Jimmy Kimmel jokes that “Tax day is the day that ordinary Americans send their money to Washington, D.C., and wealthy Americans send their money to the Cayman Islands.” Tax day is now the day when Medtronic, a leading medical device company headquartered in Minneapolis, will be sending its money to Ireland. On June 15th, Medtronic and Irish healthcare company Covidien PLC announced they had signed an agreement in which the former would acquire the latter for approximately $42.9 billion. This price reflects a 29% premium to Covidien’s last closing price before the announcement, 4.3x LTM revenue, and 15.3x LTM EBITDA.
One motivation for Medtronic to acquire Covidien has to do with taxes. As part of the acquisition, Medtronic will have a new corporate tax rate of 12.5%, down from a top marginal rate of 35%, just by changing its address from the US to Ireland, using a strategy known as “inversion” (subscription required). Many healthcare companies have made the news recently by following this tax shopping strategy. (At Mercer Capital, we maintain a focus on medical device companies and provide fair value services including purchase price allocations (PPAs) following mergers and acquisitions.)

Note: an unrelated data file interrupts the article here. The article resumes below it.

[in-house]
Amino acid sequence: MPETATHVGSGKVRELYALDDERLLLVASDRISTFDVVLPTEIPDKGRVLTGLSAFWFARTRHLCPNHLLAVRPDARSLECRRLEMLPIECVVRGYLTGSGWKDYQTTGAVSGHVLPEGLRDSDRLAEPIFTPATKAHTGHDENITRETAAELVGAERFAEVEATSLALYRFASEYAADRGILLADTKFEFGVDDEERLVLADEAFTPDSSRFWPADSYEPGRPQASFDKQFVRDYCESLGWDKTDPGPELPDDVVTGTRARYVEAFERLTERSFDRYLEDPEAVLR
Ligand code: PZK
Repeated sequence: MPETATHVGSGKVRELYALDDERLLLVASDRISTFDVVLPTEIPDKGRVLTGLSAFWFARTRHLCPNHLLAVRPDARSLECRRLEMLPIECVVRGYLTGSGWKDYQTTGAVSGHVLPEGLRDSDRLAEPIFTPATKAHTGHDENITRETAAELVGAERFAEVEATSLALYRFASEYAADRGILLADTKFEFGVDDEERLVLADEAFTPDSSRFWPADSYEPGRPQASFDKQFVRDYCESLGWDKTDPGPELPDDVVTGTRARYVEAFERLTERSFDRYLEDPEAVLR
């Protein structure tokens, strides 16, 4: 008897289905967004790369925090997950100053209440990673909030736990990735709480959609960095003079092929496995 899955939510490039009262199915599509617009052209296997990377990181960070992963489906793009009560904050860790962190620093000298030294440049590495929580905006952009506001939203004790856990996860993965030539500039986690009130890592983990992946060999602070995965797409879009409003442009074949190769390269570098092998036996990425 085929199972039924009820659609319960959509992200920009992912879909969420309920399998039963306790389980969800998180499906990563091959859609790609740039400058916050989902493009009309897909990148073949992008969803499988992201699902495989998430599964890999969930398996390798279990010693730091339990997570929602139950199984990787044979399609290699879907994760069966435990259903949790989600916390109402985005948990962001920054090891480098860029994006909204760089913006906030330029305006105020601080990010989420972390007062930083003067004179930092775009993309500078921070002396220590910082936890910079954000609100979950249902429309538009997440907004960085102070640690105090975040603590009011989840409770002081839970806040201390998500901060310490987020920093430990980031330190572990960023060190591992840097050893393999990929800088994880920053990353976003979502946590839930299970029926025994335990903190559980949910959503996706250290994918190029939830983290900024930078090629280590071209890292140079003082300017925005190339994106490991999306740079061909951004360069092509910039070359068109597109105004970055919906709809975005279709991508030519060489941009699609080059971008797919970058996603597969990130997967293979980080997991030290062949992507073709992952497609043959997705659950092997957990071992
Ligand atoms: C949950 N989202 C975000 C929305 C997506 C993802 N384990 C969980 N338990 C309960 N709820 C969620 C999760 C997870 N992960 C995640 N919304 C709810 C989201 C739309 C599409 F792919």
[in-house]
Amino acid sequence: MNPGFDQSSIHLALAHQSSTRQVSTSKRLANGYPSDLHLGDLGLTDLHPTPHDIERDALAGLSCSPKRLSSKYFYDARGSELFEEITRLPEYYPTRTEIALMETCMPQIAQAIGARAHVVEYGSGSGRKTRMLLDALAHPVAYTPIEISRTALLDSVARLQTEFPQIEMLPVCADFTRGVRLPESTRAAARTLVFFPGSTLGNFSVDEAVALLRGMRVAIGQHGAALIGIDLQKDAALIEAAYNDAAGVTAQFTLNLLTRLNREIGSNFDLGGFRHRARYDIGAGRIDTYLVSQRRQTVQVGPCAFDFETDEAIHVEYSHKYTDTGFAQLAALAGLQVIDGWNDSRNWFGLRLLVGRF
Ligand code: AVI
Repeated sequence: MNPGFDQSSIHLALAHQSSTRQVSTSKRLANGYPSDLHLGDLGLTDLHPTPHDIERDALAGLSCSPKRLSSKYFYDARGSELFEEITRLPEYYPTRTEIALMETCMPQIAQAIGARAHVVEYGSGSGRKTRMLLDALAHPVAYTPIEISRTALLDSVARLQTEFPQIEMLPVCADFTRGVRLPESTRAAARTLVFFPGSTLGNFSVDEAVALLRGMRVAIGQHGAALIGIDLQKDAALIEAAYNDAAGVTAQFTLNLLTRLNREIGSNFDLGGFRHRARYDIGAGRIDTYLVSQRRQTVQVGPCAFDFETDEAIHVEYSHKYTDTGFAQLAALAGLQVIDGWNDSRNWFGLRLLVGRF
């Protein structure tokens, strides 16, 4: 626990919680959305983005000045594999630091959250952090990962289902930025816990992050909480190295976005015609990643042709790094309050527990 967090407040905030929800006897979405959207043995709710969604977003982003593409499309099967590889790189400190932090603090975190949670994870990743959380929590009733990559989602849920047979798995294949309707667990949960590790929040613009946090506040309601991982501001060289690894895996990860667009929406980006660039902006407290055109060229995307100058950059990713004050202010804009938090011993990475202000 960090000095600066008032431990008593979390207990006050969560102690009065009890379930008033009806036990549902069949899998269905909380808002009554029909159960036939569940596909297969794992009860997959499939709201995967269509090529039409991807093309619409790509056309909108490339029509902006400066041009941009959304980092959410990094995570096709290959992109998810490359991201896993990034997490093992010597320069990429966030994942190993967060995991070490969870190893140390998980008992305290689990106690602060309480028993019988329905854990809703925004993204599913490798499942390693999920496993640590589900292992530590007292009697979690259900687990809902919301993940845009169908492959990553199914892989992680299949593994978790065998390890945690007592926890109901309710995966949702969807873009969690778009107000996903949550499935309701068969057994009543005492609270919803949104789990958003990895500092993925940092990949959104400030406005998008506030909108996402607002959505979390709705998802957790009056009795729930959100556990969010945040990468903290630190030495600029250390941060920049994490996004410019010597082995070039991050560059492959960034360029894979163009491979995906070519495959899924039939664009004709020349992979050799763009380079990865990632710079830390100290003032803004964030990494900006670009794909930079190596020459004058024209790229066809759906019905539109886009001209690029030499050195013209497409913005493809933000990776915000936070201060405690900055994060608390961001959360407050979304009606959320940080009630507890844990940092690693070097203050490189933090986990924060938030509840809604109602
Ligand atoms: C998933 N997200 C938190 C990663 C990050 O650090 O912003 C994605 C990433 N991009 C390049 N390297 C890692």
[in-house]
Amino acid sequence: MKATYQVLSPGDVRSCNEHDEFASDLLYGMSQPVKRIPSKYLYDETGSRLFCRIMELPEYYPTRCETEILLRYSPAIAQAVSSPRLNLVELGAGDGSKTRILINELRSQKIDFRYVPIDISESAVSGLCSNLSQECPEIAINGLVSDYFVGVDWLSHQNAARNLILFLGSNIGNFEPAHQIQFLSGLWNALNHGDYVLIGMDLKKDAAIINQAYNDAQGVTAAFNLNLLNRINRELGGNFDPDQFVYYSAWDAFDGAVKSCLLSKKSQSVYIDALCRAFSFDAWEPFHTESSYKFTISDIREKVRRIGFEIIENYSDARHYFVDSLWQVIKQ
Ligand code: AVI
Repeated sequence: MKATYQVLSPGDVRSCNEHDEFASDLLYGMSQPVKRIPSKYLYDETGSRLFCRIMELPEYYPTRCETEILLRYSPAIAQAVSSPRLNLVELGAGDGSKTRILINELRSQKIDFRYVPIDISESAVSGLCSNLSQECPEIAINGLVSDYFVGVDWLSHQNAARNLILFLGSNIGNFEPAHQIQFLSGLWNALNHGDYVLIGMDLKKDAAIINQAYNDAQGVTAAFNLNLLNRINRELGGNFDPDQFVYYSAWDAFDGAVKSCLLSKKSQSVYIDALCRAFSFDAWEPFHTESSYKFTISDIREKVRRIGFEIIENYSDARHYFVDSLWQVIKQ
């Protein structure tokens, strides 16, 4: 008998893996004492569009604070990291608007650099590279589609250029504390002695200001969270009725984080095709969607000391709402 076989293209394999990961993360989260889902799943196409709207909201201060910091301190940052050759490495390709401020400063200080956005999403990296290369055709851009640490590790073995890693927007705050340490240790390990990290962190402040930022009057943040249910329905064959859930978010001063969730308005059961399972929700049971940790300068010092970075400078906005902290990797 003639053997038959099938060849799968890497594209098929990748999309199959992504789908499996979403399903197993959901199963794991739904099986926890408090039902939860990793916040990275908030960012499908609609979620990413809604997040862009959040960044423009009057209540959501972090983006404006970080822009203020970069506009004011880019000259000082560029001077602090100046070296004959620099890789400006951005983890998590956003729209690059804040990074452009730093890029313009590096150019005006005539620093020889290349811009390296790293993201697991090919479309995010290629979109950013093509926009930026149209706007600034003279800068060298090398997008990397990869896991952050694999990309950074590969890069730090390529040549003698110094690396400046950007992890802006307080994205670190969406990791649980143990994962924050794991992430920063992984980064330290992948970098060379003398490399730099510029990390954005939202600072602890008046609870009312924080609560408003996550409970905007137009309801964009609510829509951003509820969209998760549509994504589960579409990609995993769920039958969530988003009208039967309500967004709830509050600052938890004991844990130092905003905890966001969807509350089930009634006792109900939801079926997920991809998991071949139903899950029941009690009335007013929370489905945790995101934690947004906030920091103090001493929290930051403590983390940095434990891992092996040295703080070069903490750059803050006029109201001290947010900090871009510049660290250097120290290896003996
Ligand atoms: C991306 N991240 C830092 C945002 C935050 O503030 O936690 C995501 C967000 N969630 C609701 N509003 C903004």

Below is a representative sampling of intangible assets recognized by some of the large, diversified players in this space.
For a transaction like Medtronic/Covidien, how might the presence of the inversion strategy affect the company’s PPA? We don’t profess to be tax experts, but here are a few observations from a financial and fair value accounting point of view.
- Would the inversion tax benefits be reflected in the purchase price? Maybe, maybe not. As a buyer-specific synergy, Medtronic would presumably not want to share these benefits with the seller, though the seller may use the prospect of such benefits to negotiate a higher price.
- To the extent that pricing was pushed upward by the presence of entity-specific tax benefits, that increase would presumably be reflected in the residual asset, goodwill. Total goodwill, measured both in dollars and in proportion to overall deal value, would be higher than typically observed industry benchmarks for “normal” (i.e. non-inversion) transactions.
- The presence of the inversion strategy might also warrant additional consideration on the part of management, the external valuation consultant, and the audit review team to assess whether the purchase consideration and financial projections are truly representative of market participant assumptions. Adjustments to these items may be necessary to develop fair value estimates for any intangible assets that are recognized.
This transaction is interesting for a variety of reasons, and we may revisit it in the future to investigate if the final goodwill allocation falls within “normal” industry ranges. Mercer Capital has extensive experience performing purchase price allocations for clients in the medical device space, as well as many other industries. Please call us today to discuss your valuation issues in confidence.